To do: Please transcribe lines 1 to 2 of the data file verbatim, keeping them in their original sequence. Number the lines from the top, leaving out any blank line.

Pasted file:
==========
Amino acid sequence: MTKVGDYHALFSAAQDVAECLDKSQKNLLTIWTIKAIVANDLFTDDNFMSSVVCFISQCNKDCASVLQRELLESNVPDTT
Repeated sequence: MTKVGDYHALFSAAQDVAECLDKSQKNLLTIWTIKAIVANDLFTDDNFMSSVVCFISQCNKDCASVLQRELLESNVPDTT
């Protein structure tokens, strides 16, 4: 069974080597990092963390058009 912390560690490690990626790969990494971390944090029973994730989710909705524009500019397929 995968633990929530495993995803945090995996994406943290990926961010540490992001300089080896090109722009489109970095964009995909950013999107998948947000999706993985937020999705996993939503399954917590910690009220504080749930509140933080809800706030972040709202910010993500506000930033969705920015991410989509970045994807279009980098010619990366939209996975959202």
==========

Amino acid sequence: MTKVGDYHALFSAAQDVAECLDKSQKNLLTIWTIKAIVANDLFTDDNFMSSVVCFISQCNKDCASVLQRELLESNVPDTT
Repeated sequence: MTKVGDYHALFSAAQDVAECLDKSQKNLLTIWTIKAIVANDLFTDDNFMSSVVCFISQCNKDCASVLQRELLESNVPDTT